I'm not really quite sure what you would call this book in terms of genre - it's kind of a contemporary with some magical realism and fantasy elements mixed in, but also like not necessarily this world? Maybe urban fantasy? Either way, it was a pretty unique story!

Hello everyone!

I am back with another book review, Cupid's Match by Lauren Palphreyman. Thanks so much to Raincoast Books for sending me a copy of this book for an honest review, as always, all opinions are my own.

This book follows Lila, a teen who is being harassed by the Cupids Matchmaking Service. In a world where you get one match - one soul mate - the Cupids find your match. Lila, however, doesn't need the Cupids. She has a boyfriend, and besides, she doesn't believe in all that soul mate non-sense. It turns out that the Cupids are actually real cupids, and Lila's match - THE Cupid - should never have been in the system; he breaks the cardinal rule of the Cupids - no Cupid can have a match. Except, somehow he does, and he wants her.

At first glance, the premise of this book sounds really interesting and quite unique. To be honest, I was just kind of along for the ride and enjoyed the story until I sat down to write this review and realized that there are a couple of plot-holes in the whole Cupid industry. Why are the Cupids necessary for matchmaking? Are there other organizations that do so or just Cupids? How did they come to be? And why do all the cupids in the book have names that start with C? Okay, that last one was more of just a pet peeve, but still. I'm left with some (minor) questions about the logistics.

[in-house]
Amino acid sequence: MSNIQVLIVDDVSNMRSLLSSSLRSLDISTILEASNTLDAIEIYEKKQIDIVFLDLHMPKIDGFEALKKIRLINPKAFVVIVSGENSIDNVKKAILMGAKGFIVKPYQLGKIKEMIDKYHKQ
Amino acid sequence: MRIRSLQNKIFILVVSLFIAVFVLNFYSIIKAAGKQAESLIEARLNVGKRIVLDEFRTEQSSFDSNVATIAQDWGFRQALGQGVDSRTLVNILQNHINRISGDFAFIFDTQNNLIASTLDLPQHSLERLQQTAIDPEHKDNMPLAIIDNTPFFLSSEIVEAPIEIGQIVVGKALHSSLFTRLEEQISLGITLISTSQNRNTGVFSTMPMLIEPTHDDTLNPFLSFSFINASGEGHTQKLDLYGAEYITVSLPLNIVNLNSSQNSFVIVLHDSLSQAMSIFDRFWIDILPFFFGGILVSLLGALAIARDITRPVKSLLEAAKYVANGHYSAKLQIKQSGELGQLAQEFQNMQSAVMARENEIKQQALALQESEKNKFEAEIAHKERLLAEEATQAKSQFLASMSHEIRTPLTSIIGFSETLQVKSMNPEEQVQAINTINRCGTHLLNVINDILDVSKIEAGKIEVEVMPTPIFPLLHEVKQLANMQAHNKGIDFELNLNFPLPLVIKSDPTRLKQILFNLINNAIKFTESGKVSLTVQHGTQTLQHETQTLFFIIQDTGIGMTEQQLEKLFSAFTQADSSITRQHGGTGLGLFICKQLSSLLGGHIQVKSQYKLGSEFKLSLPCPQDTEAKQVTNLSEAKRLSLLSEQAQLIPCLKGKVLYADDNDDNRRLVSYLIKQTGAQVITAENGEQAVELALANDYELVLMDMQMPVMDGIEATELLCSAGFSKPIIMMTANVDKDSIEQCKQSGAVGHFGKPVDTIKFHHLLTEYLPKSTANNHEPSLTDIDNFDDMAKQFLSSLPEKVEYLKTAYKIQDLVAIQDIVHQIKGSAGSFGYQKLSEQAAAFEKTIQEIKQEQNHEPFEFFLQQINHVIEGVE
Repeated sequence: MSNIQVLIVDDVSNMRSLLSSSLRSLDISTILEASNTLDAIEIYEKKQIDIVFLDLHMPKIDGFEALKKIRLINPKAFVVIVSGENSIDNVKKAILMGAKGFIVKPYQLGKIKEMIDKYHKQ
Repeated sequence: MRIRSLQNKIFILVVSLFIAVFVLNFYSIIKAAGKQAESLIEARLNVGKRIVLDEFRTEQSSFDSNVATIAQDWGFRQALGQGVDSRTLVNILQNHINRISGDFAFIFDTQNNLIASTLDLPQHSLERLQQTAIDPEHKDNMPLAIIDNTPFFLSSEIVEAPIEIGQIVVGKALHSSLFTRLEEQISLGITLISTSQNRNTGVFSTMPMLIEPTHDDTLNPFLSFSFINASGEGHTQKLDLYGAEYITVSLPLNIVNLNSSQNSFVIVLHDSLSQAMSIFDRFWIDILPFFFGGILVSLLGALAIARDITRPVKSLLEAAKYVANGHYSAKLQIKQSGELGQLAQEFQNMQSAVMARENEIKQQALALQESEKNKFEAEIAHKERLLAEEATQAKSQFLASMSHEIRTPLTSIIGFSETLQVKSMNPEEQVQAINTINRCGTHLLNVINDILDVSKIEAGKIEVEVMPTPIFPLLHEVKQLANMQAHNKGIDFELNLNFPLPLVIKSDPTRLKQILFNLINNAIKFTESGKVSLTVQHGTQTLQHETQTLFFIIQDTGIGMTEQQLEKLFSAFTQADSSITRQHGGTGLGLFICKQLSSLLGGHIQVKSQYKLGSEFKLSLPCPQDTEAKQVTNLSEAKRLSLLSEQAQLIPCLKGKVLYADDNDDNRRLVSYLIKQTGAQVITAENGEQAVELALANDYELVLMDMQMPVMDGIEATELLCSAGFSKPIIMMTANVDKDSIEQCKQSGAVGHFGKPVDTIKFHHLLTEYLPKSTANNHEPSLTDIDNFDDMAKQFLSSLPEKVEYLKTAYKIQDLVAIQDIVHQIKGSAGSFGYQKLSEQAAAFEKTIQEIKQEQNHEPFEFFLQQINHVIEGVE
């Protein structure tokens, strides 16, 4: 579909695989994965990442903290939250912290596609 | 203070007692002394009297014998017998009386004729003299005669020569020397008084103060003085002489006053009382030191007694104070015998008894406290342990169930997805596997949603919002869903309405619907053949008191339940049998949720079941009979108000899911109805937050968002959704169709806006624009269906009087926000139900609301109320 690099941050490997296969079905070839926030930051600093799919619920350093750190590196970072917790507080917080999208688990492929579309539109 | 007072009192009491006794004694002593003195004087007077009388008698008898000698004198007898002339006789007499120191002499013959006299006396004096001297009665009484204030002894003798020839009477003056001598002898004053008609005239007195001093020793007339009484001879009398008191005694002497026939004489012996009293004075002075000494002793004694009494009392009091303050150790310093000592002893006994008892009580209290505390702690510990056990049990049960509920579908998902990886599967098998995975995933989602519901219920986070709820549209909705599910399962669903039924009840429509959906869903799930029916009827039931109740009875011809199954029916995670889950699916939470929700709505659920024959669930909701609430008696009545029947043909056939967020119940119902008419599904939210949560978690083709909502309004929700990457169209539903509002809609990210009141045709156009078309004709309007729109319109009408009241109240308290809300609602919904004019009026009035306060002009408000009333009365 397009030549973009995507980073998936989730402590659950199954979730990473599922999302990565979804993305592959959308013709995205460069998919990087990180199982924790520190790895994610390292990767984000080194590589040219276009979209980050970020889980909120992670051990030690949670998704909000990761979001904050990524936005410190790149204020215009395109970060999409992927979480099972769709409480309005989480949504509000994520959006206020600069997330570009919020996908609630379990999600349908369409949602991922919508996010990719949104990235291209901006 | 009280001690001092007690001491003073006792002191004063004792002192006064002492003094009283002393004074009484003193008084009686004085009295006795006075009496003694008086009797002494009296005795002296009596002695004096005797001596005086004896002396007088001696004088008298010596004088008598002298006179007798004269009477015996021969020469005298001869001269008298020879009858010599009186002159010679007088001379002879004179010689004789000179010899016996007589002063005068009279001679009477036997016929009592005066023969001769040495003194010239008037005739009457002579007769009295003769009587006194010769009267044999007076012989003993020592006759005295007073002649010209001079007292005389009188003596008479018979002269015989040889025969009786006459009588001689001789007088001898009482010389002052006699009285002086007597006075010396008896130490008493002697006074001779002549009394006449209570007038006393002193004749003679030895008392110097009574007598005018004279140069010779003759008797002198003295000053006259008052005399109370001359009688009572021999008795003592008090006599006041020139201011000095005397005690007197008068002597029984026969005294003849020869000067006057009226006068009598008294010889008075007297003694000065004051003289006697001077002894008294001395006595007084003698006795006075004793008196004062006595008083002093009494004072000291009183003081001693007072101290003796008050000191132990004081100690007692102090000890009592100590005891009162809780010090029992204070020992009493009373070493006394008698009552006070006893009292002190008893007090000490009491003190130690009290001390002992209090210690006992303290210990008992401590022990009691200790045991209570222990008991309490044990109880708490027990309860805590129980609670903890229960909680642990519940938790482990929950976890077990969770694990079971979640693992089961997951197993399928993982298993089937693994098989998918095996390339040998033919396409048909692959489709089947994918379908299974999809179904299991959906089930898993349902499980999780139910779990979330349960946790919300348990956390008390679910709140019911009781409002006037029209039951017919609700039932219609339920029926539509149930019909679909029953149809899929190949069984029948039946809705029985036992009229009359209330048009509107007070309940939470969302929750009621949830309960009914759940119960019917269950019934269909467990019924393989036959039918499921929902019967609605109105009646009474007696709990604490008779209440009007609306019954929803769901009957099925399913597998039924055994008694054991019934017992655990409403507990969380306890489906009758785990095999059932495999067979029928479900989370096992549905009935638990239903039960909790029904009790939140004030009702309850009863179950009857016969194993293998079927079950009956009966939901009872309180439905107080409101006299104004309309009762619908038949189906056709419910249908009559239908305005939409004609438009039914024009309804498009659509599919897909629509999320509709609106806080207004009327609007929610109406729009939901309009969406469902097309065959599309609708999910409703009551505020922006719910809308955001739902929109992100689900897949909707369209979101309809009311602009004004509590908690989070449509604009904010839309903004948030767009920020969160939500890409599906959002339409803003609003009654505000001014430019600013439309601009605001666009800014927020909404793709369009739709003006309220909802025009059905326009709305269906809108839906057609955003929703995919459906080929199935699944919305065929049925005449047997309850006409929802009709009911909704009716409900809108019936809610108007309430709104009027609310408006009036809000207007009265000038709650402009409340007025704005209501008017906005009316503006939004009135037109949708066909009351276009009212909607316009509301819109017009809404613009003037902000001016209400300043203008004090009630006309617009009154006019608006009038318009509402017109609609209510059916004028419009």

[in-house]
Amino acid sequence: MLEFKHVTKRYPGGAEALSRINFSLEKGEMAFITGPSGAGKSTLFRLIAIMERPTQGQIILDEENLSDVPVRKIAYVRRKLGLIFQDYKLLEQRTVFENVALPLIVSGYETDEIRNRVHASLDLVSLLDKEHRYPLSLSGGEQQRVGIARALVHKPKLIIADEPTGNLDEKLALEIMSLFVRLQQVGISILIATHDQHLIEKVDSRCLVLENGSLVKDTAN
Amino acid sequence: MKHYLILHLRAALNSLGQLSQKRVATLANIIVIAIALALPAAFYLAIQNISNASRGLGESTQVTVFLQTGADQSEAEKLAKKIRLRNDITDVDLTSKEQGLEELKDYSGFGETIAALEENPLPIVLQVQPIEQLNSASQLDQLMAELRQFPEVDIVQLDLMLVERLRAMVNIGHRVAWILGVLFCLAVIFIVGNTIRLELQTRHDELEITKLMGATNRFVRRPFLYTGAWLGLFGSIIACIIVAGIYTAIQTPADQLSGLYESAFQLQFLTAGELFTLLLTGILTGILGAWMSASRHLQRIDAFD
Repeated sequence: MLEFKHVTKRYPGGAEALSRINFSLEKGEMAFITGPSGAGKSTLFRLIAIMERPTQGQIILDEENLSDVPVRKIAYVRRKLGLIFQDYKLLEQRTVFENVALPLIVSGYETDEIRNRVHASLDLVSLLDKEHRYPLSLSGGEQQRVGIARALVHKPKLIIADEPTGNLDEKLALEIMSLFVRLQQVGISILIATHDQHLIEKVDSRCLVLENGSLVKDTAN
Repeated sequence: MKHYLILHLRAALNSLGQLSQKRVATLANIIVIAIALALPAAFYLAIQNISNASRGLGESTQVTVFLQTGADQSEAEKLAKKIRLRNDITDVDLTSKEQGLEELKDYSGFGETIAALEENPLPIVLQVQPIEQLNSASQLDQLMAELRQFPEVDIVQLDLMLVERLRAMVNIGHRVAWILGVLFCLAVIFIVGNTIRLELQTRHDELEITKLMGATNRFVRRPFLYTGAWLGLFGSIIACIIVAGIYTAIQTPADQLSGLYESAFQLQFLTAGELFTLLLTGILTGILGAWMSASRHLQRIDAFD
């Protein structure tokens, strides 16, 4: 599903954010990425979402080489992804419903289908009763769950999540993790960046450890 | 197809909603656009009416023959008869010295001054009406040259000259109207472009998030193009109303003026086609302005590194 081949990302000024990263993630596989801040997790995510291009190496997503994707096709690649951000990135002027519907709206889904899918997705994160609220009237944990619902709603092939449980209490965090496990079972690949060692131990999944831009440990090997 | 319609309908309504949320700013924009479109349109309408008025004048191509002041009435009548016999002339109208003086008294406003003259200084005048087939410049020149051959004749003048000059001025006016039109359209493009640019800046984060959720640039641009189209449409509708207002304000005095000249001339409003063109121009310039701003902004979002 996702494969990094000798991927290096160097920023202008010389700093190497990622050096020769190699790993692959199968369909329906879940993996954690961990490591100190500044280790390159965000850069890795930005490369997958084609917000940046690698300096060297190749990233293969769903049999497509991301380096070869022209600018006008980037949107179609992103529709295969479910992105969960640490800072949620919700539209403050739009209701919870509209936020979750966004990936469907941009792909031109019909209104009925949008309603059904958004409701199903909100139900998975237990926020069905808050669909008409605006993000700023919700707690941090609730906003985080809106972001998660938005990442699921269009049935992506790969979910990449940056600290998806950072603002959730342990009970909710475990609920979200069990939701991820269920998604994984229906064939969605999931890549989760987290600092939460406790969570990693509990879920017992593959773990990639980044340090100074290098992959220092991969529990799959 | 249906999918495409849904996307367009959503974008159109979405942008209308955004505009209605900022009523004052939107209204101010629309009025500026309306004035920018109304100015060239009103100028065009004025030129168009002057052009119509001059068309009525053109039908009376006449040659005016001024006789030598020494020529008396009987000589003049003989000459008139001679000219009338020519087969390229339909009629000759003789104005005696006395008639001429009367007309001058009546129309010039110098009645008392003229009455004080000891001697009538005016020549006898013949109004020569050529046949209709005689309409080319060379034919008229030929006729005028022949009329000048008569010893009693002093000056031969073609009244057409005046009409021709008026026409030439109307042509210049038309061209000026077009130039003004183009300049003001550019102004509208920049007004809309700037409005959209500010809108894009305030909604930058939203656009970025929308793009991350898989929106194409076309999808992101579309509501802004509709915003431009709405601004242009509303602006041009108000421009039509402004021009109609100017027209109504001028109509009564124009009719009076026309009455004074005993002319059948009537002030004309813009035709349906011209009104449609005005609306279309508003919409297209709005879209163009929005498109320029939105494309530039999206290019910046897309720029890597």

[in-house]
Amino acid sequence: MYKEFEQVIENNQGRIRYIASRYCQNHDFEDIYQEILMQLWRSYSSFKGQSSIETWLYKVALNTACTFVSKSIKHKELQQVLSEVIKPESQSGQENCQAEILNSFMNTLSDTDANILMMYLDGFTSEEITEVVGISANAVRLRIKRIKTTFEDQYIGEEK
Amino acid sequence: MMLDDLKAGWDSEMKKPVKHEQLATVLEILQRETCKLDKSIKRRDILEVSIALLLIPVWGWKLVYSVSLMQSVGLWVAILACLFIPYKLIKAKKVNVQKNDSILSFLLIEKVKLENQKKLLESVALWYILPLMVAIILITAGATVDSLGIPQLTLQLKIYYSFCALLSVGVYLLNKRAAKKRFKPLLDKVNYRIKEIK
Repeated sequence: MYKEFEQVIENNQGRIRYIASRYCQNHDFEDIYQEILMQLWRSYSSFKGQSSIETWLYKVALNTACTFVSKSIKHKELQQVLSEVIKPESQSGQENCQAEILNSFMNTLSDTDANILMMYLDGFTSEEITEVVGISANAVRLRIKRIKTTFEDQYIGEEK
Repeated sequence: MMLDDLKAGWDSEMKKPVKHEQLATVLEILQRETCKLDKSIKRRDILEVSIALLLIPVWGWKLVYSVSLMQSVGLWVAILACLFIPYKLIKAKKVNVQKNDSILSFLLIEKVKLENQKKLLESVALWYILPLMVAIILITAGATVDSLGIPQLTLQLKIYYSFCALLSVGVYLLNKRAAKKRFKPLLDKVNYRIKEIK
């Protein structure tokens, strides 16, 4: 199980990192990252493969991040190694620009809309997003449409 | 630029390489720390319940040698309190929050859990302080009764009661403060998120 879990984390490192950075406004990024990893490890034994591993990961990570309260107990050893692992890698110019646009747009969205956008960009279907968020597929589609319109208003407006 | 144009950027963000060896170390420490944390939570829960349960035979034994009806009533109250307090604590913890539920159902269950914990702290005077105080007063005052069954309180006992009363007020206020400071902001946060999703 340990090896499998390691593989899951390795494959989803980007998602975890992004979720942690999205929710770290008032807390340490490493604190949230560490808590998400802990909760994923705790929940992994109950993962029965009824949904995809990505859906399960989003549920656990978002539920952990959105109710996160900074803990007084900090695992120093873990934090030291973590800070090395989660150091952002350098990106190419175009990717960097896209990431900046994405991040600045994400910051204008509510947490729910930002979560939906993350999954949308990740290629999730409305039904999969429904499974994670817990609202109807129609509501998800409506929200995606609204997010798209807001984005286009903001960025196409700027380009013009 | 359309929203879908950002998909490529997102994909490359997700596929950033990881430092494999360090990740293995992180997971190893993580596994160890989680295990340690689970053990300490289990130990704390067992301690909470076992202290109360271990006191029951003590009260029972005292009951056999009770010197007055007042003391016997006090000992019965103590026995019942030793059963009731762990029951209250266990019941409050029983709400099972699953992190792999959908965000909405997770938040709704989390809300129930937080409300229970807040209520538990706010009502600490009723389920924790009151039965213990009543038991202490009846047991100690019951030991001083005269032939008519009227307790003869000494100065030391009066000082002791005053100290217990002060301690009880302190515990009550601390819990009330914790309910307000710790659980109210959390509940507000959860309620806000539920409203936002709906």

I guess the main point of this book is the romance between Lila and Cupid. I don't know, other than the whole forbidden romance thing, I wasn't really feeling it for most of the book - and to be honest, I don't think Lila was either. And then all of a sudden, boom, in love. Not that it came out of nowhere, just that it felt a little out of place with the rest of the story. I knew it was coming but I just wasn't sure I wanted it to.

Overall, this book kind of felt like if Rick Riordan leaned hard into the romance aspect of his mythology-based books - take that as you wish.